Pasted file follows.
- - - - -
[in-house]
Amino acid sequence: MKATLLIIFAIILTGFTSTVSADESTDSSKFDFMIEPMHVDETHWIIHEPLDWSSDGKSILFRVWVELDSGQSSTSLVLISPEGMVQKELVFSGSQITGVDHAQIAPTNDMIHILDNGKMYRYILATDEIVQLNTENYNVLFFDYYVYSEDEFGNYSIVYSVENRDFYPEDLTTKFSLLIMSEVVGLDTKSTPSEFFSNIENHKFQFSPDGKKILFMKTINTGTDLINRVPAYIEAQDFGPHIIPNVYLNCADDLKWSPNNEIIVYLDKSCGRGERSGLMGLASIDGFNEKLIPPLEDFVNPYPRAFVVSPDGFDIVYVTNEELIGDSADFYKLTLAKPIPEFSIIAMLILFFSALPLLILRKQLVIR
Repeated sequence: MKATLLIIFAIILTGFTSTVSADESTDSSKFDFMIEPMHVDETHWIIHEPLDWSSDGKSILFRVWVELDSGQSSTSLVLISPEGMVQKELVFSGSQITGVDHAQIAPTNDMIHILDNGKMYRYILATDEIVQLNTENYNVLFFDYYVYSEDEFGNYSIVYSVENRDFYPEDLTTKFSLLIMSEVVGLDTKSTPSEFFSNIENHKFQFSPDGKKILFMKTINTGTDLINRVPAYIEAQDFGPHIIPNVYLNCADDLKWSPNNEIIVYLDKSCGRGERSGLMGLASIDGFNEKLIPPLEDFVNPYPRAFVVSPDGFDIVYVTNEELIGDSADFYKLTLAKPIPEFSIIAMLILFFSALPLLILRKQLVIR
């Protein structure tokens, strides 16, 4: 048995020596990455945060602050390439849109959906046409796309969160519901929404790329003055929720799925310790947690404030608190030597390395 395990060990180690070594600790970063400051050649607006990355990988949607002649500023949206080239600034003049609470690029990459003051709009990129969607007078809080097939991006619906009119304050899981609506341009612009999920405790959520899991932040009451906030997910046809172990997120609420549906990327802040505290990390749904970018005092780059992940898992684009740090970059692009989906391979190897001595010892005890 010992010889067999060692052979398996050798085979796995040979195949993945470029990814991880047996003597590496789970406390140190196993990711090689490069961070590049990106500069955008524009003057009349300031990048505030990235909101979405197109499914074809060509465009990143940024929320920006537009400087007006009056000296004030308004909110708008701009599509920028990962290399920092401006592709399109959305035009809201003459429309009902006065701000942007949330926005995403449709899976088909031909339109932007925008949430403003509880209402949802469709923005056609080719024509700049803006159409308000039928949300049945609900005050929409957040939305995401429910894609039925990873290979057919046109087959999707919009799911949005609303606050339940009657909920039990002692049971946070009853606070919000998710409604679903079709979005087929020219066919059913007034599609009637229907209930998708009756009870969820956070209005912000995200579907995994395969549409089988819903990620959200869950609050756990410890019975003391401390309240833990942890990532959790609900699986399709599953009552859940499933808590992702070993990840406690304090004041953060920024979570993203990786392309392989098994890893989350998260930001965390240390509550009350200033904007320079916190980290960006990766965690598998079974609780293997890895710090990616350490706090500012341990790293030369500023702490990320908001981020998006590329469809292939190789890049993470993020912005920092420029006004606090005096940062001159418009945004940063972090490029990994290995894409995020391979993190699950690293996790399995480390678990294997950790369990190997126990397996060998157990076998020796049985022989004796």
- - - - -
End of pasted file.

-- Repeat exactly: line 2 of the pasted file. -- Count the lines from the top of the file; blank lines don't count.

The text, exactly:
Amino acid sequence: MKATLLIIFAIILTGFTSTVSADESTDSSKFDFMIEPMHVDETHWIIHEPLDWSSDGKSILFRVWVELDSGQSSTSLVLISPEGMVQKELVFSGSQITGVDHAQIAPTNDMIHILDNGKMYRYILATDEIVQLNTENYNVLFFDYYVYSEDEFGNYSIVYSVENRDFYPEDLTTKFSLLIMSEVVGLDTKSTPSEFFSNIENHKFQFSPDGKKILFMKTINTGTDLINRVPAYIEAQDFGPHIIPNVYLNCADDLKWSPNNEIIVYLDKSCGRGERSGLMGLASIDGFNEKLIPPLEDFVNPYPRAFVVSPDGFDIVYVTNEELIGDSADFYKLTLAKPIPEFSIIAMLILFFSALPLLILRKQLVIR